Cauliflower and Garlic Salad

Cauliflower and garlic salad (also known as ‘ensalada de coliflor‘) is quintessentially summery, at least it always reminds me of this time of year. This is simple, rustic and good home food, usually served as a side dish or as a starter. The cauliflower florets are boiled or steamed enough for them to go soft but still have some bite. The bulk of the flavour comes from the garlic and the lemon which play together to create an intensity of flavour that is hard to rival with so few ingredients. One way to cook the garlic is to thinly slice them and cook them over a gently to medium heat. This will caramelise them and make them crispy and crunchy giving a difference in texture to the salad. The garlic needs to be cooked until they go golden, if you over do them then they will end up being bitter. The lemon at the end lifts the whole dish. Cauliflower and garlic salad is usually made as a side dish together with other salads and can be made in advance.


This is probably the most basic of salads and side dishes of the cuisine of southern Spain but it is very typical and popular, both at home and when eating out. This side dish is many times served with fish, but being vegetarian I like to do this when cooking ‘fake meats’ on the griddle as it provides a taste of the familiar but is also a very healthy salad packed with flavour. It is important to use good quality tomatoes that smell good and ripe; there is no point using tasteless, pale looking and generic ‘salad tomatoes’ they sell in many supermarkets. Typically the green peppers used are the frying kind, which taste very similar to green bell peppers, so whichever you can find is fine. Salad onions and spring onions around these parts tend to be as big as medium onions so please bear that in mind since I know spring onions in many other parts of the world are small. If you can’t find these large salad onions then use a medium mild onion such as red onion. If you are already familiar with piriñaca and want a twist on it you can try using cherry or kumato tomatoes for extra sweetness and intensity of flavour, or you could always chuck in some mild red chilli slices for some heat. In many parts of Spain they add some cucumber to this which goes well too, but I like to stick with the original for these parts.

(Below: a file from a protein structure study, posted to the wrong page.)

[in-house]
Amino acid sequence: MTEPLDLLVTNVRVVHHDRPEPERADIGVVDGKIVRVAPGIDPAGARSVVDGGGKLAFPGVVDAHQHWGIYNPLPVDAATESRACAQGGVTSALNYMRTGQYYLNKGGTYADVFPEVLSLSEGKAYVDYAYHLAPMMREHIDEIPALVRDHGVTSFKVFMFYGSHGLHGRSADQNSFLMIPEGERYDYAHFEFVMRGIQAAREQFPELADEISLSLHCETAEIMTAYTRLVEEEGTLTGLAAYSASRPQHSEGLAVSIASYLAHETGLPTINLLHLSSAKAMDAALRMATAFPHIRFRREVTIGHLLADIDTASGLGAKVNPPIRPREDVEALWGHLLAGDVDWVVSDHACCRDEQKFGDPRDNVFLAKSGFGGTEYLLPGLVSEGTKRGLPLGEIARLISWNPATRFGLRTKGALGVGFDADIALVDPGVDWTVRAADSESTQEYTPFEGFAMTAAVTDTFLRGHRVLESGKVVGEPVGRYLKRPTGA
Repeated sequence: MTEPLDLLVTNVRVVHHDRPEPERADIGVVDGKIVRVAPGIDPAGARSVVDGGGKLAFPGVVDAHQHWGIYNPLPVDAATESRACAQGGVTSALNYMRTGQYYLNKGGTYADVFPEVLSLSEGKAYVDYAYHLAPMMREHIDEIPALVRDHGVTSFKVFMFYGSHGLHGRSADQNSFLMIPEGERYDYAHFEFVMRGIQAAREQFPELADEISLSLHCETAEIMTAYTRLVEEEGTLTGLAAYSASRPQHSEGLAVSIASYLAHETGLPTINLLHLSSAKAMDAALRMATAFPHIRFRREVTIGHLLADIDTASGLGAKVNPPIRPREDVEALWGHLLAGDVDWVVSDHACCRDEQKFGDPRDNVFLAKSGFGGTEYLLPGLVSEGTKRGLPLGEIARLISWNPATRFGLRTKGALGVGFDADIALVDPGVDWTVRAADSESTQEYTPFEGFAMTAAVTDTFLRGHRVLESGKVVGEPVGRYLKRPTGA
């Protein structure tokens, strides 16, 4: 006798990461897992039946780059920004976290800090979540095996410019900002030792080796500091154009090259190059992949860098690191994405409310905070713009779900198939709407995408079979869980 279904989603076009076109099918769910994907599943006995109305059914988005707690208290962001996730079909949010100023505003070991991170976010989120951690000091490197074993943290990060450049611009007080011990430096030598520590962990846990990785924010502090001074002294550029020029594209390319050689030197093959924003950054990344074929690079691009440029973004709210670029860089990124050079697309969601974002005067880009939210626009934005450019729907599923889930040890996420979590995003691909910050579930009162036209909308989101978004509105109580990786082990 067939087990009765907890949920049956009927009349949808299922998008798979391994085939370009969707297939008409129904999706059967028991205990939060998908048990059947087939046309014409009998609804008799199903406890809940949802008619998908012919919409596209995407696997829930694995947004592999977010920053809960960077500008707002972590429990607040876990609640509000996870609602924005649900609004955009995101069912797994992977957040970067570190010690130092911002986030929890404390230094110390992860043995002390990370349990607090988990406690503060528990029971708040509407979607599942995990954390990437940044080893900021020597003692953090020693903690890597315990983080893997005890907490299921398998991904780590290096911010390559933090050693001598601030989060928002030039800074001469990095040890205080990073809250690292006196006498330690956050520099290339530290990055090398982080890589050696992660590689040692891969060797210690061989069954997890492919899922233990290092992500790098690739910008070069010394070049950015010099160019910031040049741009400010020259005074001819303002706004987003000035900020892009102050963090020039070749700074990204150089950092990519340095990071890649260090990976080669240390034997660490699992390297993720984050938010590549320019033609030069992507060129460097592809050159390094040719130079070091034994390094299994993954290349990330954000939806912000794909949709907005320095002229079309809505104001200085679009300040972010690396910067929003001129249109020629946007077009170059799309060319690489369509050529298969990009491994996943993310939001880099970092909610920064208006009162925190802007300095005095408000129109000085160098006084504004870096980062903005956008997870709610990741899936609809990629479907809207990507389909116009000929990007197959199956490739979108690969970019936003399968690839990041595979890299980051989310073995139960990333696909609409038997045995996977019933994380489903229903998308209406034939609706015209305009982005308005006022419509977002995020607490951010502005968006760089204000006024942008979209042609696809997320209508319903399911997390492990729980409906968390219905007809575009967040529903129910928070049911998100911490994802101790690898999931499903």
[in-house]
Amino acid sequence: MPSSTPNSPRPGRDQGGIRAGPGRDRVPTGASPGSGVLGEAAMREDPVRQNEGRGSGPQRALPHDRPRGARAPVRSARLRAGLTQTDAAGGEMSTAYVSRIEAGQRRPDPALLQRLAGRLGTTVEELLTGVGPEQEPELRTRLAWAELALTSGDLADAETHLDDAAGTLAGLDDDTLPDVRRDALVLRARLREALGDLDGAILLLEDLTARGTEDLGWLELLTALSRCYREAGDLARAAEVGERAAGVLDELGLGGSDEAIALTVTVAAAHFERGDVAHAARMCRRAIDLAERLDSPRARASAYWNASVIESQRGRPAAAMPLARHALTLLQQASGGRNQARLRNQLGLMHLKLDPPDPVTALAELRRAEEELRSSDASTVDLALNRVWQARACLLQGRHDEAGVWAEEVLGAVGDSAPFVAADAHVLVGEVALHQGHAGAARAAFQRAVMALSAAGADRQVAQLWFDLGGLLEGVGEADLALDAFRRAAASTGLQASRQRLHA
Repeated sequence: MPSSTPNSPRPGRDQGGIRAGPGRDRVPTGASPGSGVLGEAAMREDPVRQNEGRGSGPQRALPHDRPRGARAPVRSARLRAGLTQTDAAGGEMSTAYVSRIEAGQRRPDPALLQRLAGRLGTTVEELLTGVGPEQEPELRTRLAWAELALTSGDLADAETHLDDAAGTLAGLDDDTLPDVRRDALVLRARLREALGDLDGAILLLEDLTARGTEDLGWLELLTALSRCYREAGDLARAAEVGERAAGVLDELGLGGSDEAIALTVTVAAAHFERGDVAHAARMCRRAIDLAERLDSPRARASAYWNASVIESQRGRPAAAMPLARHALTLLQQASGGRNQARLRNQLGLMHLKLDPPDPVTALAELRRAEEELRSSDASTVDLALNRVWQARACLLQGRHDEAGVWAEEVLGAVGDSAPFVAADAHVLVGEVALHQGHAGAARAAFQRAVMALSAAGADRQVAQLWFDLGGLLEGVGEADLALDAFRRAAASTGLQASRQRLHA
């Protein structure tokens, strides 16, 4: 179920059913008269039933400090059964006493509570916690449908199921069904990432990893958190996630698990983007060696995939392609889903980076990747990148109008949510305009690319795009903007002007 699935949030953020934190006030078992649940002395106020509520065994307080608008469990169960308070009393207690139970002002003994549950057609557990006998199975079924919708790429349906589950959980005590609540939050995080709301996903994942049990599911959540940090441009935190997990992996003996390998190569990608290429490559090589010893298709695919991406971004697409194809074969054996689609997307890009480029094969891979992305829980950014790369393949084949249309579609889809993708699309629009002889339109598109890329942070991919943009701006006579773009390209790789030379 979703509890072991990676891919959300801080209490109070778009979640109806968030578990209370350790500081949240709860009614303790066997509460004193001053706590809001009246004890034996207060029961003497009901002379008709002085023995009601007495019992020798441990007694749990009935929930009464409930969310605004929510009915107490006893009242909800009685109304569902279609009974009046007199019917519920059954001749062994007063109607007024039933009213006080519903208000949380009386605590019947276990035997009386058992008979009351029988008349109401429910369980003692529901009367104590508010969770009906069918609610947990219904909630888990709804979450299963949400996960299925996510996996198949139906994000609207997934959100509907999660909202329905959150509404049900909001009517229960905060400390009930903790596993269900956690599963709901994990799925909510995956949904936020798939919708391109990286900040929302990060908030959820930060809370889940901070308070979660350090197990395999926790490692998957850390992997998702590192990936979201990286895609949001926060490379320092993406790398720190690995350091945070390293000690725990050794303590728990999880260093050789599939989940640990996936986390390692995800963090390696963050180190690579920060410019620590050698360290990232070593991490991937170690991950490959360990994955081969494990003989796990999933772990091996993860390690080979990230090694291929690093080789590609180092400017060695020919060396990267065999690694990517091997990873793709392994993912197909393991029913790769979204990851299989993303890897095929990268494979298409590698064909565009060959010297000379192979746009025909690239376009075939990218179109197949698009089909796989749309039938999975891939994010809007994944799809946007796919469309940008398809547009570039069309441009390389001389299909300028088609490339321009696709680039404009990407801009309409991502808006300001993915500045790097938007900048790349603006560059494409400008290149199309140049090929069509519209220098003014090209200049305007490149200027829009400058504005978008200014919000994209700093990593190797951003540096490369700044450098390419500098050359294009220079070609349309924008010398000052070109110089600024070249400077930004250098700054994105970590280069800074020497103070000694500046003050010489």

Spanish Omelette (Egg Free)

Spanish omelette is so popular because it is a simple dish, it is tasty and traditional, however vegans in Spain have been making this without eggs for some time. It may seem like a bit of an impossibility but using chickpea flour gets the texture quite close to the regular version and using black Himalayan salt gives it an eggy taste. Black Himalayan salt, or kala namak, can be found in health stores. It has a distinct taste of cooked egg yolks and this is due to the sulphur content of the salt which is of volcanic origin. Sulphur compounds are what give eggs their distinctive taste, so using this salt when substituting eggs in savoury dishes makes sense. If you don’t have this salt or you can’t find it where you live then don’t worry too much. You can add some Himalayan pink salt or a pink of turmeric for added flavour and colour. it really isn’t the end of the world.

So is this just like the regular Spanish omelette? Well, it’s close. I like it, it’s a nice change that I think non vegans would enjoy eating too. If you want to avoid eggs because of health reasons (cholesterol) then this is a very viable alternative. This recipe is inspired on this vegan Spanish omelette video by Centro Dietético Víquez.

Spanish omlette, vegan
Spanish omlette, vegan

Roast Pepper Salad

One of the typical summer salads not only in Gibraltar but also Andalusia, is a roast pepper salad also known as ‘pimientos asados‘. This is usually served as a side dish or as an accompaniment to various other tapas and ‘raciones‘. You can make this with only red peppers, although I like to use both red and green peppers as they each have their own individual flavour. At supermarkets here you can actually find packets of roasted peppers ready to use for this salad, however making it from scratch is quite easy. However if you are in a hurry, ready roasted are perfectly fine to use (in fact I use them all the time). It is best to use large bell peppers for this as they are nice and fleshy. You can also use tomatoes with this salad and even roast them with the peppers but I find it is perfectly fine without it. This is summer in a plate and tastes even better the day after, so the salad can be made in advance.

Tortillitas de pasas (raisin fritters)

Tortillitas de pasas‘ is a favourite sweet in Gibraltar being one of our traditional sweets of Spanish origin borne from a time when ingredients were scarce. Every family has it’s own way of doing them. Some make them fluffy (as in this case), others are less so, but there is no right or wrong way of doing it. Some people cover them in sugar, others in honey, although my family recipe covers them in golden syrup which makes then sticky, sweet, soft on the inside and impossible to just have the one. It consists of a batter of a slightly thicker consistency of pancakes but it is fried in hot oil. The result is a fritter which is not oily and is lovely and sweet.  These are best eaten on the day and not made too far in advance otherwise.

Spanish omelette